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Netwealth portfolio construction series: Going Global – Don’t I just need Apple shares?

Part of Netwealth's portfolio construction webinar series - Theo Maas & Sam Stobart from Arnhem Investment Management presented to an audience on 18th November 2016 and shared their thoughts on why investors should consider looking beyond Apple stocks when thinking of investing globally.

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Netwealth portfolio construction series: Going Global – Don’t I just need Apple shares?

  1. 1. GoingGlobal: Don’tIjustneedAppleshares? Presented by Theo Maas & Sam Stobart Arnhem Investment Management 18 Nov 2016
  2. 2. | Netwealth Housekeeping • This webinar is being recorded. Slides will be sent to you after the webinar • Enter your questions in the chat. We will get to them at the end of the webinar • Posting to social? Make sure to use #netwealthinvest or tweet @netwealthInvest 2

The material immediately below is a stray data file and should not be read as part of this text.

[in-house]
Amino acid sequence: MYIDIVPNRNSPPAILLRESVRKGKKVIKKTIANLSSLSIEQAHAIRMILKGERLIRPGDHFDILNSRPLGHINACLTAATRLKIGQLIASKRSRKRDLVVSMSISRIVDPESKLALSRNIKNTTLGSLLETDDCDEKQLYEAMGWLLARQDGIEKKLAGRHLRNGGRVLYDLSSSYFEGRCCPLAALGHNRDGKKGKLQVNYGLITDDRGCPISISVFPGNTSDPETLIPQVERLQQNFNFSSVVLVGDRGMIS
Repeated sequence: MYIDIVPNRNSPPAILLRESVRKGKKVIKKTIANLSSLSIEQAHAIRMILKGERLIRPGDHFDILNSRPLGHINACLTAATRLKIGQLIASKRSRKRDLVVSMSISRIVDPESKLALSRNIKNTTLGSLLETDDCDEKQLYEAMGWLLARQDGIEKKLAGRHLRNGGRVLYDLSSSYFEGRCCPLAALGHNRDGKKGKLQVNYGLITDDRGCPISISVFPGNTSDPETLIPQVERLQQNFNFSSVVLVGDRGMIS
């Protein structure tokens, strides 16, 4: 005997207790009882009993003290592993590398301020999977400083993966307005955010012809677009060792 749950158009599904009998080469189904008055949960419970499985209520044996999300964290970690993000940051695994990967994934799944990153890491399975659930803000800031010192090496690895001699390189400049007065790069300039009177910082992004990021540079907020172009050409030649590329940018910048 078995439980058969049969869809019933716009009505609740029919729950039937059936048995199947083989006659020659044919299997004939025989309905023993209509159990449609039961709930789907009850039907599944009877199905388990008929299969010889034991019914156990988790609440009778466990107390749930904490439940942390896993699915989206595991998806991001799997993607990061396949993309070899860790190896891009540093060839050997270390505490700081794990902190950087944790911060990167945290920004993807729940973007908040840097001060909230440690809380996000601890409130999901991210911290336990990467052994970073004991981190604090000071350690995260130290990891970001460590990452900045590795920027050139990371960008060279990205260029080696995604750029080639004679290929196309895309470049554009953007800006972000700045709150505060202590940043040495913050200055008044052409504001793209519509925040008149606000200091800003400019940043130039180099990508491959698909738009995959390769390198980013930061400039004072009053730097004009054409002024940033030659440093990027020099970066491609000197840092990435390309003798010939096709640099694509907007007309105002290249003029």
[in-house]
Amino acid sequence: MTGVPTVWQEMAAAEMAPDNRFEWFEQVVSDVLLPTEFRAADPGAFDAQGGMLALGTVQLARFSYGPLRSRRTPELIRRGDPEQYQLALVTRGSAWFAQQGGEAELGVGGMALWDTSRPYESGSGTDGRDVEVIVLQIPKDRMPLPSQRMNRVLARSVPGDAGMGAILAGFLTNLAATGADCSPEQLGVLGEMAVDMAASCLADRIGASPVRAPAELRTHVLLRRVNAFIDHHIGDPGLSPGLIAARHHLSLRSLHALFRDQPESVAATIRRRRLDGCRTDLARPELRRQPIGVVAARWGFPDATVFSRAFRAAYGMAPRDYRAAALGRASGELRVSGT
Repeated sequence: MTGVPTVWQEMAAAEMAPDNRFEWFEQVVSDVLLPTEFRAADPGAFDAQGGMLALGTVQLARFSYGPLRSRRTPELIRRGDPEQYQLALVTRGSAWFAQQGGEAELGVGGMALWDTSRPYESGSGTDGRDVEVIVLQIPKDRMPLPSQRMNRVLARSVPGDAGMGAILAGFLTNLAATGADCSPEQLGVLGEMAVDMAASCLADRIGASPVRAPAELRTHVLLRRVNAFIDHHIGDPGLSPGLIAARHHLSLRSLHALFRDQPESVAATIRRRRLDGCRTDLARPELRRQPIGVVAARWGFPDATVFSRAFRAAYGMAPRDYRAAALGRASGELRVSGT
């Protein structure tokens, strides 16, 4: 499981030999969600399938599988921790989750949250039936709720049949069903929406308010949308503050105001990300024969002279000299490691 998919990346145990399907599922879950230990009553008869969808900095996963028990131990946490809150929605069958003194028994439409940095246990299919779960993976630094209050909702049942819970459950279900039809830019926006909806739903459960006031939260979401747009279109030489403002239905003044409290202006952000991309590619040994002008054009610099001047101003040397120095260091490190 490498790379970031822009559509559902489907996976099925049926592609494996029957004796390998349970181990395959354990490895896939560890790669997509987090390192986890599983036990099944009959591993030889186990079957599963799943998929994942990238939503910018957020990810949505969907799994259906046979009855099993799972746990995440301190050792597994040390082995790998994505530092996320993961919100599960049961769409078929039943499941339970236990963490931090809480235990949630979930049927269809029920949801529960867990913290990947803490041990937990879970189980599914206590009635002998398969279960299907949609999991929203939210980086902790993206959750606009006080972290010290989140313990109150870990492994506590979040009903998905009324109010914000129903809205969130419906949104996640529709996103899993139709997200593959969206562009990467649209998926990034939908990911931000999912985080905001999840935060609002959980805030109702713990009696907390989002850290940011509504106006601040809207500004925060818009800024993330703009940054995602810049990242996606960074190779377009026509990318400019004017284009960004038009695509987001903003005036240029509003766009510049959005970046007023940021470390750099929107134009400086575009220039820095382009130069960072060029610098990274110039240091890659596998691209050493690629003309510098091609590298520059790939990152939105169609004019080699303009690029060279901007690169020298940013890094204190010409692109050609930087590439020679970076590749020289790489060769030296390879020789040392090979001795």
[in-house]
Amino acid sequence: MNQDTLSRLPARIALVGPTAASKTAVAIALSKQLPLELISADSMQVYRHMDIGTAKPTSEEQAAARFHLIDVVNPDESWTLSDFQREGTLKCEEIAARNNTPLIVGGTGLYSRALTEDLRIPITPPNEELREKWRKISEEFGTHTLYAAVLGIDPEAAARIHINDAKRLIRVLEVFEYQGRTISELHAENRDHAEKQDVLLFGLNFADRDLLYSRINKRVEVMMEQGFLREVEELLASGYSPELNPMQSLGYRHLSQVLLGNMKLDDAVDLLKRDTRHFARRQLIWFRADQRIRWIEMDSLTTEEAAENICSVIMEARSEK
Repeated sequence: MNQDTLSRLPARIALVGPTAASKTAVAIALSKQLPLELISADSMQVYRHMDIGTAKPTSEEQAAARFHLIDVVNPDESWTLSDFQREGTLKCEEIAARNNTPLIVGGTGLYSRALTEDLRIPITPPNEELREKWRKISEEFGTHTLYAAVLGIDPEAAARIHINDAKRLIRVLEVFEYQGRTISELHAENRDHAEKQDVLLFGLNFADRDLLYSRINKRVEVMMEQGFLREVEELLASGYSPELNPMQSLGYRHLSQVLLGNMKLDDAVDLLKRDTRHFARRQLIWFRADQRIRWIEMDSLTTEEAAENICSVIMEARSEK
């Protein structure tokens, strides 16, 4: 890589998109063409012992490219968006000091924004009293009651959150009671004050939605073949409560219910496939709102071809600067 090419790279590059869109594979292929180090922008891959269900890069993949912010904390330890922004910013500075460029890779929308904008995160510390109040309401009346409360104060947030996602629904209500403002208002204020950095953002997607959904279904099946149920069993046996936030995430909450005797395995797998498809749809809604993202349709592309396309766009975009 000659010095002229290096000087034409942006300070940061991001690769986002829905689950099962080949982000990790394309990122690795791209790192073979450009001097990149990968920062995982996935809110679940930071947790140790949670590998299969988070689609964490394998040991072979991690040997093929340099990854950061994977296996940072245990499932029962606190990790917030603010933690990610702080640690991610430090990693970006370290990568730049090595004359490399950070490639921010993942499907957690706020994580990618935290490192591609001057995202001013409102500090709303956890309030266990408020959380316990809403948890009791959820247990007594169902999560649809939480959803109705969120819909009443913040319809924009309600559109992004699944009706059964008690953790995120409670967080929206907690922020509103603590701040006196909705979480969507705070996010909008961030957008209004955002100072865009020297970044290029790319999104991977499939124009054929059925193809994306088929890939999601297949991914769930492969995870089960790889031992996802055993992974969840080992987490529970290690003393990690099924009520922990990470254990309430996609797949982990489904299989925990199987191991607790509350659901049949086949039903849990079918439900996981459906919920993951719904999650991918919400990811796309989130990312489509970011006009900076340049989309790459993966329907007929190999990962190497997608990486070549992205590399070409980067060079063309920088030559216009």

3. 3. | Netwealth Disclaimer 3 This webinar and information has been prepared and issued by Netwealth Investments Limited (Netwealth), ABN 85 090 569 109, AFSL 230975. It contains factual information and general financial product advice only and has been prepared without taking into account the objectives, financial situation or needs of any individual. The information provided is not intended to be a substitute for professional financial product advice and you should determine its appropriateness having regard to you or your client’s particular circumstances. The relevant disclosure document should be obtained from Netwealth and considered before deciding whether to acquire, dispose of, or to continue to hold, an investment in any Netwealth product. While all care has been taken in the preparation of this document (using sources believed to be reliable and accurate), no person, including Netwealth, or any other member of the Netwealth group of companies, accepts responsibility for any loss suffered by any person arising from reliance on this information.
  4. 4. | Netwealth Meet today’s speakers Theo Maas Portfolio Manager Global SMA Arnhem Investment Management theo.maas@arnhem.com.au 4 Sam Stobart Head of Distribution Arnhem Investment Management sam.stobart@arnhem.com.au